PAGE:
Thursday, 2 February 2012

Manchester: In Residents ... #2: Oisín

‘I love the support that independent businesses get from the city’s residents, and just the general vigour in the streets at all times of the year…’

What’s your name?

My name is Oisín Share, or Oisín Francis Frederick Share, to share some lesser-known facts. Friends call me Ois, but it doesn’t sound quite the way it looks. If you know how the Irish language goes about itself, or the works of Róisín Murphy, you’ll probably know your way around my name.

What do you do?

Overall I’m a graphic designer but through college I became more interested in what it means to be a visual communicator. These days I’m working more with photography but I still get to illustrate and drag things around the screen a lot. I’m lucky to be quite freelance with this! You can also find me occasionally working at a very lovely cake shop in West Didsbury.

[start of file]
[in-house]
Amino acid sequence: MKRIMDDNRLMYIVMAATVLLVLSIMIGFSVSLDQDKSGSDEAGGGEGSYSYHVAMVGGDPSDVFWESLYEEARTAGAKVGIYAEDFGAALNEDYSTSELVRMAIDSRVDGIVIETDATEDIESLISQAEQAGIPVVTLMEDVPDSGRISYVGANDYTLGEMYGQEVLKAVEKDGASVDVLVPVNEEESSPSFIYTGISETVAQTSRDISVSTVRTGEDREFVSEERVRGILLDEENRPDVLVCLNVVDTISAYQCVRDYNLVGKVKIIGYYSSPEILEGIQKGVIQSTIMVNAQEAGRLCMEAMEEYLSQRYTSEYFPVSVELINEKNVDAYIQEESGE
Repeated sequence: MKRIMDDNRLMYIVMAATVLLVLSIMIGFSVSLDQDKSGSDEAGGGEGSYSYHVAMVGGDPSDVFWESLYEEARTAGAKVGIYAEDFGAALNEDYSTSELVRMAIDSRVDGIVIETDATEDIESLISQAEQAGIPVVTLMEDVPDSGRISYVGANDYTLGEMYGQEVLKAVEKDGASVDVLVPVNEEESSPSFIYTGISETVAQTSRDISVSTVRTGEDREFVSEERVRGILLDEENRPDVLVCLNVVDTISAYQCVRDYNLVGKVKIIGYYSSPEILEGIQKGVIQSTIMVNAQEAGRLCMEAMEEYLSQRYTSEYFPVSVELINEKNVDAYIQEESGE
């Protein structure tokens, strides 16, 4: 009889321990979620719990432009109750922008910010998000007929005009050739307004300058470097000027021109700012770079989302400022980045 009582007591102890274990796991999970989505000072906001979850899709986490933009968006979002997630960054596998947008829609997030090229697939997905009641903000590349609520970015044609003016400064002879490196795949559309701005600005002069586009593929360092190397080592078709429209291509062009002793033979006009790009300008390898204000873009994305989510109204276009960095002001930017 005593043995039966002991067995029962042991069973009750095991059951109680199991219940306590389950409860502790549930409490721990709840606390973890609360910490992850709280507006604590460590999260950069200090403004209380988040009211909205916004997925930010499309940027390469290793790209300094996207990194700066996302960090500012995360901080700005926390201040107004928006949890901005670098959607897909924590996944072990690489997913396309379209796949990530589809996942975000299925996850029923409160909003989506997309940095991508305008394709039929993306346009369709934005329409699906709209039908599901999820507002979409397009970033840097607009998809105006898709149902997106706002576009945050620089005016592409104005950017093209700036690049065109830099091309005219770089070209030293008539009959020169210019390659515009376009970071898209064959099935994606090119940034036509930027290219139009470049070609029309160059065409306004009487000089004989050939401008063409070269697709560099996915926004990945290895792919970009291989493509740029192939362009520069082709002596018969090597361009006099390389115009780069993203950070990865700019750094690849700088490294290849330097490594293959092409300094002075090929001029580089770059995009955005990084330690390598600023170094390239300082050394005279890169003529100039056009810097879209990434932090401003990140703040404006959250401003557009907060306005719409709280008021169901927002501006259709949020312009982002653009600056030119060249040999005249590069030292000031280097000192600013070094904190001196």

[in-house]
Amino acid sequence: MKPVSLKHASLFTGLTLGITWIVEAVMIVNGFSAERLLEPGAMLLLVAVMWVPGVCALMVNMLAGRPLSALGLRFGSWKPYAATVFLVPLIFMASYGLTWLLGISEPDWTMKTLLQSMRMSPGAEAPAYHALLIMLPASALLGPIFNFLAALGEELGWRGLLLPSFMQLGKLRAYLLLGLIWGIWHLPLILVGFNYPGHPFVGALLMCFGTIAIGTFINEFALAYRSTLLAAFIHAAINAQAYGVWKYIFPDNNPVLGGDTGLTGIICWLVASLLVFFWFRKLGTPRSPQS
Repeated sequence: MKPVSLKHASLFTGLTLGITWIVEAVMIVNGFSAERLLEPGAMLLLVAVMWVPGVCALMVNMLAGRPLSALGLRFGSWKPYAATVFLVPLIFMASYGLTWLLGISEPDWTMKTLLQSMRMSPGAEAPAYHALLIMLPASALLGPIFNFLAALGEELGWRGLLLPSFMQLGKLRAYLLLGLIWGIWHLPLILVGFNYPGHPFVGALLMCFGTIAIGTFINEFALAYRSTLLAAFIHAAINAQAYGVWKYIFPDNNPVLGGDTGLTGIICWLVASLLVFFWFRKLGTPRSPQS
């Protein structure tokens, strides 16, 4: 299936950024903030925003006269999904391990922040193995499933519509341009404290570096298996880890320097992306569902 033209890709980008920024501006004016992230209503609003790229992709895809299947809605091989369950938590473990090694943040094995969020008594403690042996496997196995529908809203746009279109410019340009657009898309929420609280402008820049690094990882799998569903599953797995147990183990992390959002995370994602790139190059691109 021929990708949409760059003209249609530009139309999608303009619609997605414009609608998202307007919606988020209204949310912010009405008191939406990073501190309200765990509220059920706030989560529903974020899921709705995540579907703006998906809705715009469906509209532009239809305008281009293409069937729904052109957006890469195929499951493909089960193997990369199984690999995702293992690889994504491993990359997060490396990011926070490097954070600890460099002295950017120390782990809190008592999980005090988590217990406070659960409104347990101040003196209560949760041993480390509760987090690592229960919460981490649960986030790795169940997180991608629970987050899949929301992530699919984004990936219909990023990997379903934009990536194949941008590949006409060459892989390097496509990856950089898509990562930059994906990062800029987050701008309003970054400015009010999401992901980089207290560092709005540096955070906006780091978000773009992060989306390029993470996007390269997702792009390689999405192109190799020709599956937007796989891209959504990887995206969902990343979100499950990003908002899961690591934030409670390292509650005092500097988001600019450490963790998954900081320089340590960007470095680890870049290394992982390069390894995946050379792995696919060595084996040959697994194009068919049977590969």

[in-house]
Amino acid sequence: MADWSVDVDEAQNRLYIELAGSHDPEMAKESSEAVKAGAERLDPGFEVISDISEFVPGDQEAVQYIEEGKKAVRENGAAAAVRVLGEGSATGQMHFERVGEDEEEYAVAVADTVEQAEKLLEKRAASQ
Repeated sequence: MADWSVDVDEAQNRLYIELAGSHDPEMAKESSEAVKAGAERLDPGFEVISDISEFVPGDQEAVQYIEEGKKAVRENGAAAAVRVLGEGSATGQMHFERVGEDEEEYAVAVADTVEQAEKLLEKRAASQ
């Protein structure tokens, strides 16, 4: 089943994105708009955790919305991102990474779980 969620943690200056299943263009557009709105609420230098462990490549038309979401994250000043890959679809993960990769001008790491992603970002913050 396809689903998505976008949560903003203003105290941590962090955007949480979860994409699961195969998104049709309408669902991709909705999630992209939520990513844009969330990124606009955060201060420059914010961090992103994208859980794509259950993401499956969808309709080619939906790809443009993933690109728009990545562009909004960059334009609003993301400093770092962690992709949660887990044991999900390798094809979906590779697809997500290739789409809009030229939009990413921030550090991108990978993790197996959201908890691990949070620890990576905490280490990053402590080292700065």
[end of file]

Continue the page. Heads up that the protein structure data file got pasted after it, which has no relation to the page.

Where do you live?

I’ve lived in Withington since I first got off the airport bus (it drives right on through). It’s the craziest, most unpredictable place I’ve ever lived. Not as gross as Fallowfield and not as up itself as Didsbury.

Tell us the story of how you ended up in Manchester.

I fell in love with a boy who visited me whilst I was doing an internship in Paris in 2008. We irresponsibly decided to become a couple, despite living in separate countries. All throughout my final year at college in Limerick (in the south-west of Ireland) I would nip over to Manchester whenever I could, to visit Colin (the boy in question).

Interestingly, it was my first time visiting a city proper in the UK, so for many, many months it was my only real impression of England at all. Each time I came here it seemed so great and I built on memories from my previous visits. I really took to it. I liked that there was still so much I hadn’t explored by the time I moved here in the summer of 2009. I planned to stay for a year and save up for some ‘further education’ while Colin was finishing his last year at university, but that never happened. So much more did though. It’s not at all a dashed dream – every month just gets more and more interesting.

What’s great about this city?